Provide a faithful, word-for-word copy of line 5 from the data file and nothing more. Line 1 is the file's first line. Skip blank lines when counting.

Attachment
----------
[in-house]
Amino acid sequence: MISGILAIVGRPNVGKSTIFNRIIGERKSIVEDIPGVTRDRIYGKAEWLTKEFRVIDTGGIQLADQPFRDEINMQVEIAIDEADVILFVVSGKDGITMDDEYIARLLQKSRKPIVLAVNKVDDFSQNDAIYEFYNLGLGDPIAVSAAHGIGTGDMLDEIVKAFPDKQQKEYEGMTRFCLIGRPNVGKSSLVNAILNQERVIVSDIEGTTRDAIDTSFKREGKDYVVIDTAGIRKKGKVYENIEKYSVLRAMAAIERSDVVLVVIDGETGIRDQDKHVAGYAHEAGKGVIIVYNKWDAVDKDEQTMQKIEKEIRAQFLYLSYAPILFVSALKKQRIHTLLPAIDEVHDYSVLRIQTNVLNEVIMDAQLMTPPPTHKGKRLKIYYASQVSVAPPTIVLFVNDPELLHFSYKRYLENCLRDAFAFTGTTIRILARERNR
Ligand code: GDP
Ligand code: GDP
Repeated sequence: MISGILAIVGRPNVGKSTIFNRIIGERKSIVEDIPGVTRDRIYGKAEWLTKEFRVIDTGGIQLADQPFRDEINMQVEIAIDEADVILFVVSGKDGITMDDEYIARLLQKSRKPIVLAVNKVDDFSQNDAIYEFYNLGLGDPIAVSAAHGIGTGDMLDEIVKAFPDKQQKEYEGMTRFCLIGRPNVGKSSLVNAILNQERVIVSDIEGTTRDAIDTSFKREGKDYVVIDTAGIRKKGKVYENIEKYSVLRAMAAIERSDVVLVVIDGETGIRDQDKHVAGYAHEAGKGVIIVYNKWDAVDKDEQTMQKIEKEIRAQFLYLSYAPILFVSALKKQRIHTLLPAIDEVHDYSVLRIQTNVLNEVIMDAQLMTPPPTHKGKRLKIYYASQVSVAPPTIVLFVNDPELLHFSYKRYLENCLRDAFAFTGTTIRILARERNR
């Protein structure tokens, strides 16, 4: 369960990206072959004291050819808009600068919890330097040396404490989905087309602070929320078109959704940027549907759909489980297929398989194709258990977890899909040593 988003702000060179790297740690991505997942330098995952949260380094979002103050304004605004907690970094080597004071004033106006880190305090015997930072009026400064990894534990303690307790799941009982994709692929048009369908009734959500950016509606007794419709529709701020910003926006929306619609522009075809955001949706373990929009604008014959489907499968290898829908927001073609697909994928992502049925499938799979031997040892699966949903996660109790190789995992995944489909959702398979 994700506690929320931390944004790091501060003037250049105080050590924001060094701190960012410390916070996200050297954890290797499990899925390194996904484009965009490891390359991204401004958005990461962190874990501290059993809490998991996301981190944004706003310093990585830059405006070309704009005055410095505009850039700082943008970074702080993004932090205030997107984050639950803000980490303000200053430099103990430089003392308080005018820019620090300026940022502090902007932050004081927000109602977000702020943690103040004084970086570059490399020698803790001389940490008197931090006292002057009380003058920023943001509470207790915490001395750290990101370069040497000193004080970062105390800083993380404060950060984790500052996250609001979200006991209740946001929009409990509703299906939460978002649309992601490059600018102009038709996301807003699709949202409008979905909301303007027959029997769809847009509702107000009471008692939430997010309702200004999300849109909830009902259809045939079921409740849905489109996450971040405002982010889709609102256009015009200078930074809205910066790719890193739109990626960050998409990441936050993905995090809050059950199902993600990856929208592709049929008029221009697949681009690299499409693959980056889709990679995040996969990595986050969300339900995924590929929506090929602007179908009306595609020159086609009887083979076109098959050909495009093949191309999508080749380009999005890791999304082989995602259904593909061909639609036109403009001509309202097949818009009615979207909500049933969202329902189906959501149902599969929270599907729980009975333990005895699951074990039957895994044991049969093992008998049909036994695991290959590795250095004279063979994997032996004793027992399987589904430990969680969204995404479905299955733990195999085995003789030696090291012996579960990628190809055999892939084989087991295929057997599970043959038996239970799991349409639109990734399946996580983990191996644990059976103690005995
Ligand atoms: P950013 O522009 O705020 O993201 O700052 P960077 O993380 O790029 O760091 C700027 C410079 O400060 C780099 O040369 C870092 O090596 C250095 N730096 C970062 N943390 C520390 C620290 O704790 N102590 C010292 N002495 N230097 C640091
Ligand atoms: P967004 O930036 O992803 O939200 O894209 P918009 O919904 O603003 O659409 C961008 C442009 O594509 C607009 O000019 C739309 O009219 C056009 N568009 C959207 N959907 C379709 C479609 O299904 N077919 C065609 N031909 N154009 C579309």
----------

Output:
Repeated sequence: MISGILAIVGRPNVGKSTIFNRIIGERKSIVEDIPGVTRDRIYGKAEWLTKEFRVIDTGGIQLADQPFRDEINMQVEIAIDEADVILFVVSGKDGITMDDEYIARLLQKSRKPIVLAVNKVDDFSQNDAIYEFYNLGLGDPIAVSAAHGIGTGDMLDEIVKAFPDKQQKEYEGMTRFCLIGRPNVGKSSLVNAILNQERVIVSDIEGTTRDAIDTSFKREGKDYVVIDTAGIRKKGKVYENIEKYSVLRAMAAIERSDVVLVVIDGETGIRDQDKHVAGYAHEAGKGVIIVYNKWDAVDKDEQTMQKIEKEIRAQFLYLSYAPILFVSALKKQRIHTLLPAIDEVHDYSVLRIQTNVLNEVIMDAQLMTPPPTHKGKRLKIYYASQVSVAPPTIVLFVNDPELLHFSYKRYLENCLRDAFAFTGTTIRILARERNR